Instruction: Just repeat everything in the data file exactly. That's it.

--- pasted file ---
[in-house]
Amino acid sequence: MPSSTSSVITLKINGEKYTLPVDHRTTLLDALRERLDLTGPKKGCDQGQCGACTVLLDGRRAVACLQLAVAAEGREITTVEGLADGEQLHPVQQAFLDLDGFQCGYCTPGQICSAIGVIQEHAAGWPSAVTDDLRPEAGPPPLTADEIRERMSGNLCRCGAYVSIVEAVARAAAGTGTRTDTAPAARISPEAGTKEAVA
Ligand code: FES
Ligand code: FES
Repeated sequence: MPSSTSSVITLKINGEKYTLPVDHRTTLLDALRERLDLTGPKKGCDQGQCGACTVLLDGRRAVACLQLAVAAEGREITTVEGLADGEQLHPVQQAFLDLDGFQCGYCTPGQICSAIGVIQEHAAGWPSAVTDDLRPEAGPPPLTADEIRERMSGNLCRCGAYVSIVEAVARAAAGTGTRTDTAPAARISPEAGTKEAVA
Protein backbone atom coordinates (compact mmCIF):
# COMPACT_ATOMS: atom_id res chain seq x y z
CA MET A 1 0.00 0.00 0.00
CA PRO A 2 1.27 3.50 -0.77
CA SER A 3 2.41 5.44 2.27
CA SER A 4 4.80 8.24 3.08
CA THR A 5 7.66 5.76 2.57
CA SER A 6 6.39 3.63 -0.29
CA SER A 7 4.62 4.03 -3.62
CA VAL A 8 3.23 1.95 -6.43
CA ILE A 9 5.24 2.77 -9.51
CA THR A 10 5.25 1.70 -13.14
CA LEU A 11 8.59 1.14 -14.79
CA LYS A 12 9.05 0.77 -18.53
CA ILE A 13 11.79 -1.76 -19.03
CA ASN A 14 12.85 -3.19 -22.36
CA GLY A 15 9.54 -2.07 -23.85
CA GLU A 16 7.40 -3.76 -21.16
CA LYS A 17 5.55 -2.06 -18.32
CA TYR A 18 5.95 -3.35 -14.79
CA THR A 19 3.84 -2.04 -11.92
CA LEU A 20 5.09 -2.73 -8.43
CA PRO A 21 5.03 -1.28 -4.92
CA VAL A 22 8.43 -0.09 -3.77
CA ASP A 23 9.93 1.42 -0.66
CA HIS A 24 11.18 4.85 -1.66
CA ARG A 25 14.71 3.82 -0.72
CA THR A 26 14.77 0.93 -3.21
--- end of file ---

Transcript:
[in-house]
Amino acid sequence: MPSSTSSVITLKINGEKYTLPVDHRTTLLDALRERLDLTGPKKGCDQGQCGACTVLLDGRRAVACLQLAVAAEGREITTVEGLADGEQLHPVQQAFLDLDGFQCGYCTPGQICSAIGVIQEHAAGWPSAVTDDLRPEAGPPPLTADEIRERMSGNLCRCGAYVSIVEAVARAAAGTGTRTDTAPAARISPEAGTKEAVA
Ligand code: FES
Ligand code: FES
Repeated sequence: MPSSTSSVITLKINGEKYTLPVDHRTTLLDALRERLDLTGPKKGCDQGQCGACTVLLDGRRAVACLQLAVAAEGREITTVEGLADGEQLHPVQQAFLDLDGFQCGYCTPGQICSAIGVIQEHAAGWPSAVTDDLRPEAGPPPLTADEIRERMSGNLCRCGAYVSIVEAVARAAAGTGTRTDTAPAARISPEAGTKEAVA
Protein backbone atom coordinates (compact mmCIF):
# COMPACT_ATOMS: atom_id res chain seq x y z
CA MET A 1 0.00 0.00 0.00
CA PRO A 2 1.27 3.50 -0.77
CA SER A 3 2.41 5.44 2.27
CA SER A 4 4.80 8.24 3.08
CA THR A 5 7.66 5.76 2.57
CA SER A 6 6.39 3.63 -0.29
CA SER A 7 4.62 4.03 -3.62
CA VAL A 8 3.23 1.95 -6.43
CA ILE A 9 5.24 2.77 -9.51
CA THR A 10 5.25 1.70 -13.14
CA LEU A 11 8.59 1.14 -14.79
CA LYS A 12 9.05 0.77 -18.53
CA ILE A 13 11.79 -1.76 -19.03
CA ASN A 14 12.85 -3.19 -22.36
CA GLY A 15 9.54 -2.07 -23.85
CA GLU A 16 7.40 -3.76 -21.16
CA LYS A 17 5.55 -2.06 -18.32
CA TYR A 18 5.95 -3.35 -14.79
CA THR A 19 3.84 -2.04 -11.92
CA LEU A 20 5.09 -2.73 -8.43
CA PRO A 21 5.03 -1.28 -4.92
CA VAL A 22 8.43 -0.09 -3.77
CA ASP A 23 9.93 1.42 -0.66
CA HIS A 24 11.18 4.85 -1.66
CA ARG A 25 14.71 3.82 -0.72
CA THR A 26 14.77 0.93 -3.21